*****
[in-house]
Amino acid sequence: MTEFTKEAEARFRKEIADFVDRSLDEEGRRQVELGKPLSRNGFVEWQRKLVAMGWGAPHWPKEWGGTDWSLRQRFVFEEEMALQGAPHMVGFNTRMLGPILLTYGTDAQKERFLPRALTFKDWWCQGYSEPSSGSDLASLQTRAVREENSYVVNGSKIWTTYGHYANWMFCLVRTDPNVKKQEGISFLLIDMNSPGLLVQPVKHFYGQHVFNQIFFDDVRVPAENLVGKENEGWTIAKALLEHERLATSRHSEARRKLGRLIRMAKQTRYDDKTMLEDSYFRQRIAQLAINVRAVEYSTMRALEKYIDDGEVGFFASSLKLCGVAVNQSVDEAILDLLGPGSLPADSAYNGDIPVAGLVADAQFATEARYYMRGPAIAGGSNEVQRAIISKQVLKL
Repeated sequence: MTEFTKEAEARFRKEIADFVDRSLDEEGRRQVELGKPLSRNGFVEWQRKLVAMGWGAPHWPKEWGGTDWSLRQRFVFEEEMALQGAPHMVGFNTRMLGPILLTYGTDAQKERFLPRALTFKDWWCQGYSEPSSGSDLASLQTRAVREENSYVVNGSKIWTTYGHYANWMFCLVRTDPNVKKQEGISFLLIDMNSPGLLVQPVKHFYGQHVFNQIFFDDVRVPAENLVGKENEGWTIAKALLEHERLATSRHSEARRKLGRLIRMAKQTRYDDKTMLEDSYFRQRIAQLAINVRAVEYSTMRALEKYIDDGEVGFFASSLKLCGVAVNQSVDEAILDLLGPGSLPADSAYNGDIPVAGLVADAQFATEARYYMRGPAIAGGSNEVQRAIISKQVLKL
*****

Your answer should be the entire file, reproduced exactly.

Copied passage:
[in-house]
Amino acid sequence: MTEFTKEAEARFRKEIADFVDRSLDEEGRRQVELGKPLSRNGFVEWQRKLVAMGWGAPHWPKEWGGTDWSLRQRFVFEEEMALQGAPHMVGFNTRMLGPILLTYGTDAQKERFLPRALTFKDWWCQGYSEPSSGSDLASLQTRAVREENSYVVNGSKIWTTYGHYANWMFCLVRTDPNVKKQEGISFLLIDMNSPGLLVQPVKHFYGQHVFNQIFFDDVRVPAENLVGKENEGWTIAKALLEHERLATSRHSEARRKLGRLIRMAKQTRYDDKTMLEDSYFRQRIAQLAINVRAVEYSTMRALEKYIDDGEVGFFASSLKLCGVAVNQSVDEAILDLLGPGSLPADSAYNGDIPVAGLVADAQFATEARYYMRGPAIAGGSNEVQRAIISKQVLKL
Repeated sequence: MTEFTKEAEARFRKEIADFVDRSLDEEGRRQVELGKPLSRNGFVEWQRKLVAMGWGAPHWPKEWGGTDWSLRQRFVFEEEMALQGAPHMVGFNTRMLGPILLTYGTDAQKERFLPRALTFKDWWCQGYSEPSSGSDLASLQTRAVREENSYVVNGSKIWTTYGHYANWMFCLVRTDPNVKKQEGISFLLIDMNSPGLLVQPVKHFYGQHVFNQIFFDDVRVPAENLVGKENEGWTIAKALLEHERLATSRHSEARRKLGRLIRMAKQTRYDDKTMLEDSYFRQRIAQLAINVRAVEYSTMRALEKYIDDGEVGFFASSLKLCGVAVNQSVDEAILDLLGPGSLPADSAYNGDIPVAGLVADAQFATEARYYMRGPAIAGGSNEVQRAIISKQVLKL